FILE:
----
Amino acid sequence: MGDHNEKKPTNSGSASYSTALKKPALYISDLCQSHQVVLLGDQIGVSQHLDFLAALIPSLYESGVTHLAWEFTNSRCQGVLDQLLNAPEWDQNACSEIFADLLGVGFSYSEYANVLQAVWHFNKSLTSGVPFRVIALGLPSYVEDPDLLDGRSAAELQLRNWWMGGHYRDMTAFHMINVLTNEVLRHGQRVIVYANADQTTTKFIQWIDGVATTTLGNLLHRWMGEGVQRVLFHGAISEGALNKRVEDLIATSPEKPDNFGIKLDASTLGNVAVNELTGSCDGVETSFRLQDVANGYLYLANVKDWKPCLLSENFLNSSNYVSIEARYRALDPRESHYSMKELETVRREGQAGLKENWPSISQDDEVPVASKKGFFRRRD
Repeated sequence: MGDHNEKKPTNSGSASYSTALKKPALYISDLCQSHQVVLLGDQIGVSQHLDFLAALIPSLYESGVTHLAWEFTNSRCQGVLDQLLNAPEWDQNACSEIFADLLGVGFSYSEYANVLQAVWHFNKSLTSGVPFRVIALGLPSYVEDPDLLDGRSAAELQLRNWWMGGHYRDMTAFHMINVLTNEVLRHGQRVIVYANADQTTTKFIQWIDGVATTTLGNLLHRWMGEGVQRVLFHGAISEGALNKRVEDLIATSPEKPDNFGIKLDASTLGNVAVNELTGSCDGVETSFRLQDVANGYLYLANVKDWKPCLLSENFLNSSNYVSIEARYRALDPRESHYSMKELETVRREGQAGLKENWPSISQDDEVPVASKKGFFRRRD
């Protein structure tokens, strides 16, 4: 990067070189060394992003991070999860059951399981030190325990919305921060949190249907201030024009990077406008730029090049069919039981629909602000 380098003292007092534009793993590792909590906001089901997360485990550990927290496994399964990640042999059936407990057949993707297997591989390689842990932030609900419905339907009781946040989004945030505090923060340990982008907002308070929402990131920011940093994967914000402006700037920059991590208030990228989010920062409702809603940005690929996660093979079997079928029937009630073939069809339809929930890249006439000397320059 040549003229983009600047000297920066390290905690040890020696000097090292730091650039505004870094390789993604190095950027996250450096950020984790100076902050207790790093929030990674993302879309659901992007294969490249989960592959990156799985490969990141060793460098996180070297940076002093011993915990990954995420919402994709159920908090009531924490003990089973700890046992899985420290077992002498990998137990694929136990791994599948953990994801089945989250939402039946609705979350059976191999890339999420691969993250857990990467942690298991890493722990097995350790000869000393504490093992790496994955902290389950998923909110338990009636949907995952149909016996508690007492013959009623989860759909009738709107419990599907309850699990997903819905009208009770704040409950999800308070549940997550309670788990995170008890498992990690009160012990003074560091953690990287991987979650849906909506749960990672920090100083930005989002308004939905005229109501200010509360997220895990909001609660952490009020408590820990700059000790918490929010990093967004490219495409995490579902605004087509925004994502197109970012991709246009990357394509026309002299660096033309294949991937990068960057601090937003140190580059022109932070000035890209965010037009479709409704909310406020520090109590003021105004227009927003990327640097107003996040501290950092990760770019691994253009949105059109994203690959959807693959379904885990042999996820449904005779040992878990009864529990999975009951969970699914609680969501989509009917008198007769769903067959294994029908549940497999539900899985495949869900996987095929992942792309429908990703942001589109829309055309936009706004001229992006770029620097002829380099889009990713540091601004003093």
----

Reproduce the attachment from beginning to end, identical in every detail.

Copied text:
Amino acid sequence: MGDHNEKKPTNSGSASYSTALKKPALYISDLCQSHQVVLLGDQIGVSQHLDFLAALIPSLYESGVTHLAWEFTNSRCQGVLDQLLNAPEWDQNACSEIFADLLGVGFSYSEYANVLQAVWHFNKSLTSGVPFRVIALGLPSYVEDPDLLDGRSAAELQLRNWWMGGHYRDMTAFHMINVLTNEVLRHGQRVIVYANADQTTTKFIQWIDGVATTTLGNLLHRWMGEGVQRVLFHGAISEGALNKRVEDLIATSPEKPDNFGIKLDASTLGNVAVNELTGSCDGVETSFRLQDVANGYLYLANVKDWKPCLLSENFLNSSNYVSIEARYRALDPRESHYSMKELETVRREGQAGLKENWPSISQDDEVPVASKKGFFRRRD
Repeated sequence: MGDHNEKKPTNSGSASYSTALKKPALYISDLCQSHQVVLLGDQIGVSQHLDFLAALIPSLYESGVTHLAWEFTNSRCQGVLDQLLNAPEWDQNACSEIFADLLGVGFSYSEYANVLQAVWHFNKSLTSGVPFRVIALGLPSYVEDPDLLDGRSAAELQLRNWWMGGHYRDMTAFHMINVLTNEVLRHGQRVIVYANADQTTTKFIQWIDGVATTTLGNLLHRWMGEGVQRVLFHGAISEGALNKRVEDLIATSPEKPDNFGIKLDASTLGNVAVNELTGSCDGVETSFRLQDVANGYLYLANVKDWKPCLLSENFLNSSNYVSIEARYRALDPRESHYSMKELETVRREGQAGLKENWPSISQDDEVPVASKKGFFRRRD
């Protein structure tokens, strides 16, 4: 990067070189060394992003991070999860059951399981030190325990919305921060949190249907201030024009990077406008730029090049069919039981629909602000 380098003292007092534009793993590792909590906001089901997360485990550990927290496994399964990640042999059936407990057949993707297997591989390689842990932030609900419905339907009781946040989004945030505090923060340990982008907002308070929402990131920011940093994967914000402006700037920059991590208030990228989010920062409702809603940005690929996660093979079997079928029937009630073939069809339809929930890249006439000397320059 040549003229983009600047000297920066390290905690040890020696000097090292730091650039505004870094390789993604190095950027996250450096950020984790100076902050207790790093929030990674993302879309659901992007294969490249989960592959990156799985490969990141060793460098996180070297940076002093011993915990990954995420919402994709159920908090009531924490003990089973700890046992899985420290077992002498990998137990694929136990791994599948953990994801089945989250939402039946609705979350059976191999890339999420691969993250857990990467942690298991890493722990097995350790000869000393504490093992790496994955902290389950998923909110338990009636949907995952149909016996508690007492013959009623989860759909009738709107419990599907309850699990997903819905009208009770704040409950999800308070549940997550309670788990995170008890498992990690009160012990003074560091953690990287991987979650849906909506749960990672920090100083930005989002308004939905005229109501200010509360997220895990909001609660952490009020408590820990700059000790918490929010990093967004490219495409995490579902605004087509925004994502197109970012991709246009990357394509026309002299660096033309294949991937990068960057601090937003140190580059022109932070000035890209965010037009479709409704909310406020520090109590003021105004227009927003990327640097107003996040501290950092990760770019691994253009949105059109994203690959959807693959379904885990042999996820449904005779040992878990009864529990999975009951969970699914609680969501989509009917008198007769769903067959294994029908549940497999539900899985495949869900996987095929992942792309429908990703942001589109829309055309936009706004001229992006770029620097002829380099889009990713540091601004003093």